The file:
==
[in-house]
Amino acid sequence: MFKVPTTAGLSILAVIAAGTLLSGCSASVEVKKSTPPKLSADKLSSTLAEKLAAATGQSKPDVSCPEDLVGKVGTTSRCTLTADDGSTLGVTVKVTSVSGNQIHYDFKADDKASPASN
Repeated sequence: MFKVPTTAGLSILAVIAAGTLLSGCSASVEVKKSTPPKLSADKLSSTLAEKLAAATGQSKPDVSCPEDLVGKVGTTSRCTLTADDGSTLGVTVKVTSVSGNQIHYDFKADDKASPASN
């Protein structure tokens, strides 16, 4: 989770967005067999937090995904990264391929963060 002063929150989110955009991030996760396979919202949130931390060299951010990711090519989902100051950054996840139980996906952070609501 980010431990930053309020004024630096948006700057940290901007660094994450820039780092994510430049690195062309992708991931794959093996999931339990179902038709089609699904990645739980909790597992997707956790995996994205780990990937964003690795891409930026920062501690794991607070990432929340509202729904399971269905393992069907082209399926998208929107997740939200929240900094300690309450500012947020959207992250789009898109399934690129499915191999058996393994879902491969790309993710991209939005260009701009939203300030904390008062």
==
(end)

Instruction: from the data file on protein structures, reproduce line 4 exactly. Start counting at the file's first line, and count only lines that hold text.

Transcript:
């Protein structure tokens, strides 16, 4: 989770967005067999937090995904990264391929963060 002063929150989110955009991030996760396979919202949130931390060299951010990711090519989902100051950054996840139980996906952070609501 980010431990930053309020004024630096948006700057940290901007660094994450820039780092994510430049690195062309992708991931794959093996999931339990179902038709089609699904990645739980909790597992997707956790995996994205780990990937964003690795891409930026920062501690794991607070990432929340509202729904399971269905393992069907082209399926998208929107997740939200929240900094300690309450500012947020959207992250789009898109399934690129499915191999058996393994879902491969790309993710991209939005260009701009939203300030904390008062």